When Life Gives You Leftover Wine, Freeze It

We can already hear the jokes: leftover wine? Never heard of it! Well har har to those who never wind up with a bunch of leftover wine after a dinner party, but for the rest of us who can't remember how many glasses of wine are in a bottle and over-order, we've got leftovers to deal with. Left at room temperature or in an open bottle in the fridge, the wine is likely to oxidize and start tasting off. But we're not always in the mood for a glass just because we have some wine left over, and throwing away wine, especially if it was a pricey bottle, just feels wrong.

Thankfully, the freezer offers the answer to making wine last longer. Leftover wine can be frozen, either in an ice cube tray, a freezer-safe jar, or any other freezer-safe airtight container. You don't want to freeze leftover wine in the glass bottle it came in, as those bottles aren't intended to be frozen. As the wine freezes, it will expand, which could crack the bottle or force the cork out, which would expose the wine to air, the very problem we're trying to avoid by freezing it. Another thing to avoid is freezing sparkling wine, as the carbonation can build up in the container in which it's frozen, creating a literal explosion hazard. If you have leftover wine that you want to freeze for cooking or for drinking, here's what you need to know.

Freezing leftover wine for cooking

If you have leftover wine you don't want to throw away, one of the best things to do with it is to freeze it for later use in your favorite recipes. Any wine other than a bottle of champagne or sparkling wine can be frozen in this way, though you should note that wines with higher alcohol percentages (especially fortified wines like Port or Sherry) might not freeze solid. This just means you should make sure your wine is being stored in a sealed container in the freezer so you don't have to deal with any leaks or drips. That being said, Wine Enthusiast says that wine freezes at 15 degrees Fahrenheit, and the U.S. Department of Agriculture recommends home freezers be kept at 0 degrees Fahrenheit, so you'll probably be fine.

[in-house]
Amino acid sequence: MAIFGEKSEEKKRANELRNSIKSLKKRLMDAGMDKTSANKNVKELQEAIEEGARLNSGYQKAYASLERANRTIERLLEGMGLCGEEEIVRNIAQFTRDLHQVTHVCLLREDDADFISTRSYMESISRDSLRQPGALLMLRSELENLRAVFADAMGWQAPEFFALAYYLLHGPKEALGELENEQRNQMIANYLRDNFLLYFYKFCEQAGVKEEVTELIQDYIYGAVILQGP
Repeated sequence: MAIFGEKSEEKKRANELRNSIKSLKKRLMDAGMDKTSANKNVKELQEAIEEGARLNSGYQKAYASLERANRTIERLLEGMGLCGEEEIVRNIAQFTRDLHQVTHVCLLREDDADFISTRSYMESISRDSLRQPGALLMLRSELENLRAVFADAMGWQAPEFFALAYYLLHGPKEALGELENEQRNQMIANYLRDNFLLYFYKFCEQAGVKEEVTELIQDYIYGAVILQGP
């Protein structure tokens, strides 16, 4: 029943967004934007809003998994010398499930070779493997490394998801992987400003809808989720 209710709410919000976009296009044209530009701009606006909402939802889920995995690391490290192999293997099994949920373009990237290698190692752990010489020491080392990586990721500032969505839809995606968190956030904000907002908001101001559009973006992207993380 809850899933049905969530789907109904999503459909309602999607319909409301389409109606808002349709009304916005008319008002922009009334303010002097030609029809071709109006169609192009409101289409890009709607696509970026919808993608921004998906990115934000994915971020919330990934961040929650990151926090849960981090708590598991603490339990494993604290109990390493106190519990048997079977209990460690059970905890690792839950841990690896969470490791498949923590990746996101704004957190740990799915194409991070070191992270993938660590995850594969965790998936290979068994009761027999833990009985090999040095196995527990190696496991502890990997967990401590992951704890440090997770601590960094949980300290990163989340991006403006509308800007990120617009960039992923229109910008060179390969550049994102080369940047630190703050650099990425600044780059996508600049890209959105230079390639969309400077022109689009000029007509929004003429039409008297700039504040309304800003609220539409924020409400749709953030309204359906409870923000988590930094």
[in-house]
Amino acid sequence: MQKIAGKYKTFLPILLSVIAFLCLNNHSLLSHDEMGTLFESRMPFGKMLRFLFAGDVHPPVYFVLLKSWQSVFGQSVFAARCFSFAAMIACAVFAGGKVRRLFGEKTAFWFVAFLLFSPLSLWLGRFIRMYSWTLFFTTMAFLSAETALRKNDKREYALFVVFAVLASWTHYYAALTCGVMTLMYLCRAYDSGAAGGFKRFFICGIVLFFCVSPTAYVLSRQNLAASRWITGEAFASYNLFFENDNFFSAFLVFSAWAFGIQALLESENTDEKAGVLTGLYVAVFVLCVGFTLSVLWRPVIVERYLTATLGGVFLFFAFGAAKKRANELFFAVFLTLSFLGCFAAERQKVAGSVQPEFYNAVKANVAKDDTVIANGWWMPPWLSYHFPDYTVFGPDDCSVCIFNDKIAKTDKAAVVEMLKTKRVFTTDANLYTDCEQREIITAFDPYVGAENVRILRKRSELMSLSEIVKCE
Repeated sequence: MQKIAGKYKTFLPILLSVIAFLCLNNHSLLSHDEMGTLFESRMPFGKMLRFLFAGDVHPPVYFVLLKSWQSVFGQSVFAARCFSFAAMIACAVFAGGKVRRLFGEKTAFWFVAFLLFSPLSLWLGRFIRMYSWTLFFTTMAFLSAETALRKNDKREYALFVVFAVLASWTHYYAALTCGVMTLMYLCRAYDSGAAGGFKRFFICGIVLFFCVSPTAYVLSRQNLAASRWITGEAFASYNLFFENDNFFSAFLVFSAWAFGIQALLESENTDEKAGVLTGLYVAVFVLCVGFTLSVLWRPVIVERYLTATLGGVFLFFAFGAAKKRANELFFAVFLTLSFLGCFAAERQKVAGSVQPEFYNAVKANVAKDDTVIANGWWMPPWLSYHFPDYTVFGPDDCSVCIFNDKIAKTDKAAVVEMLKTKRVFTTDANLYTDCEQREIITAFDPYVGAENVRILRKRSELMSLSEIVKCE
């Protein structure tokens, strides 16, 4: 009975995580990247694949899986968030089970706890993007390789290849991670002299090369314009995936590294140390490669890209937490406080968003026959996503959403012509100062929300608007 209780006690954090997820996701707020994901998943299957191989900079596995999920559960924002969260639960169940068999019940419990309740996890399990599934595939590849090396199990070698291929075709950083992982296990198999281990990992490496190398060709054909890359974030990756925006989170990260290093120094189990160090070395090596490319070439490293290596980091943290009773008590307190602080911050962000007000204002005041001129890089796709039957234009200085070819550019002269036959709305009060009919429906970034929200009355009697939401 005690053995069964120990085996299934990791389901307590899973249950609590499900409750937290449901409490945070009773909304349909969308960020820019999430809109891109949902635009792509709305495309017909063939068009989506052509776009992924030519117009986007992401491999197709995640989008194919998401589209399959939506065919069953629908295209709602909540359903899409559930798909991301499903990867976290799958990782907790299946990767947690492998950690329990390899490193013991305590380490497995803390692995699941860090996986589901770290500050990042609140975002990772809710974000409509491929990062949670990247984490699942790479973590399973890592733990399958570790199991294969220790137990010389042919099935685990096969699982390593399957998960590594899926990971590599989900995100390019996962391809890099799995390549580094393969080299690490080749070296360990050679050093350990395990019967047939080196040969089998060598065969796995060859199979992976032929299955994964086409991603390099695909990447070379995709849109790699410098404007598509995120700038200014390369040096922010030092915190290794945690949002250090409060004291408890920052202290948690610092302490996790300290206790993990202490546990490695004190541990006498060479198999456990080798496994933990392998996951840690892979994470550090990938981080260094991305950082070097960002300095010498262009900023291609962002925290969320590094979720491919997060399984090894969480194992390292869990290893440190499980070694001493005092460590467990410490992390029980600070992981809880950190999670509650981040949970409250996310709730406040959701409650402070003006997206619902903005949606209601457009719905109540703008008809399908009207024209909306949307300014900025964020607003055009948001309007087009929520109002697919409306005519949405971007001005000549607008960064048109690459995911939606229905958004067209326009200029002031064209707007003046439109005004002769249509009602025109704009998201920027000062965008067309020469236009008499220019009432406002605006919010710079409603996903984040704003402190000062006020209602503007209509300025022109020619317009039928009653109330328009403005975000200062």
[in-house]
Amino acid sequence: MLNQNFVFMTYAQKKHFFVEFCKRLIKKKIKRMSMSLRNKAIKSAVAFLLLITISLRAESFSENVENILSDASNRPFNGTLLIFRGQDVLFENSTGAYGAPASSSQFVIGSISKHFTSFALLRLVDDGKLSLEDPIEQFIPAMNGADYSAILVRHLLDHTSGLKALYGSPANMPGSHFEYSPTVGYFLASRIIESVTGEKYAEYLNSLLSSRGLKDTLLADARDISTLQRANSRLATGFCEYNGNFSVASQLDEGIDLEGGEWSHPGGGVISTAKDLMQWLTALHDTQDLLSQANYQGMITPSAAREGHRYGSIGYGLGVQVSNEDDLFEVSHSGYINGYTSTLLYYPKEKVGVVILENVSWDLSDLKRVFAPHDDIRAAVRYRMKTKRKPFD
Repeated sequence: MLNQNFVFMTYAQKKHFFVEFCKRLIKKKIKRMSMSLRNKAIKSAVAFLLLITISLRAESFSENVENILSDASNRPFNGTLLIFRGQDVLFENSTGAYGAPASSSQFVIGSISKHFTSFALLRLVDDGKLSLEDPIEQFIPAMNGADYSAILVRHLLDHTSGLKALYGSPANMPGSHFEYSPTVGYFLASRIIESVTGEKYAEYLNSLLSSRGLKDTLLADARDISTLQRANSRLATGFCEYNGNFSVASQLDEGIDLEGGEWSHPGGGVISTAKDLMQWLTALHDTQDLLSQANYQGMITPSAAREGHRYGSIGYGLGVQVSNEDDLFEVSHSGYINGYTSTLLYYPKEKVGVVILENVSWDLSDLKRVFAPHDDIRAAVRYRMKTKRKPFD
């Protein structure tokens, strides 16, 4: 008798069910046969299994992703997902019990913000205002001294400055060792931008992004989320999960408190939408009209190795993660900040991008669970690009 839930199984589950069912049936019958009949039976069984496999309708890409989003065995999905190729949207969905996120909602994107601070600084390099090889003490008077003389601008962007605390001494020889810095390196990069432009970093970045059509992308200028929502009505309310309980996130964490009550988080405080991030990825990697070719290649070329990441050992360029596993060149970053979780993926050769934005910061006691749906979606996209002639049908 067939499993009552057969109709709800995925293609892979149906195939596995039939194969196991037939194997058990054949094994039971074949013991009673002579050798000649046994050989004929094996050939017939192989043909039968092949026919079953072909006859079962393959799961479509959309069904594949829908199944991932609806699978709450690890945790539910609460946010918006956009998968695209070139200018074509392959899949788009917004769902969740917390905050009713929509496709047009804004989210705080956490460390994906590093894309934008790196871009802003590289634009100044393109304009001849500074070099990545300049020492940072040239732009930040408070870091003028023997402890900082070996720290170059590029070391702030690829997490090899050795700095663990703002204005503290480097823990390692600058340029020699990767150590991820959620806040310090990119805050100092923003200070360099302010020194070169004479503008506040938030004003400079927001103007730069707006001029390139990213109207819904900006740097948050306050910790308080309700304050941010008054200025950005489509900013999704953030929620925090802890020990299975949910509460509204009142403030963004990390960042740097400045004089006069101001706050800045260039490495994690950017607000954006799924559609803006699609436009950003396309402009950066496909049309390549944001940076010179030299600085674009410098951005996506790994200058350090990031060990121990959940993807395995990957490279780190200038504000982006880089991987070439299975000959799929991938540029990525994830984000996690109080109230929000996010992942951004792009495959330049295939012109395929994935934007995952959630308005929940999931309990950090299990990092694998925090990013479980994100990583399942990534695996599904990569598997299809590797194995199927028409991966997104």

To determine which kind of container you want to freeze your wine in, you should think of how you might use it. Wine frozen in ice cubes is helpful if you often find yourself adding just a glug or two of wine to sauces, stews, or to de-glaze pans; but if you think you might make something like coq au vin, wine-poached pears, or another recipe that calls for a larger volume, you can freeze your leftover wine in a larger container. Once you're ready to cook, you don't even need to thaw your wine, especially if you're using ice cube trays. The wine ice cubes will melt rapidly once added to your pan.

Freezing wine for drinking

There are a few different reasons you shouldn't freeze wine for drinking as your first move, but if you have leftover wine and don't want to throw it away, you can freeze it. But you'll have to keep in mind that freezing wine will change the flavor. When you freeze wine the compounds that give it its flavor crystallize, which can alter them and make them less nuanced. It might not be the best move for a prized bottle, but if you're working with something inexpensive, the wine will still be safe to drink, even if it's lost some subtlety.

That's why frozen wine is perfect for making wine cocktails like sangria, or frozen wine cocktails like frosé (that's frozen rosé). For sangria, you can thaw your frozen wine, then mix it with orange juice, brandy, and fruit. Sangria is usually made with inexpensive wine anyway since it's made by blending wine with other ingredients. You can also freeze your wine in an ice cube tray, then blend the wine ice cubes with frozen fruit and juice to make frozen sangria or frosé.

Freezing wine is one of the easiest ways to preserve a leftover bottle for much longer than it would last in the fridge or on the counter, for cooking or drinking. Just remember that if you plan on drinking your frozen wine, you're best off making some sort of wine cocktail rather than drinking the thawed wine straight up.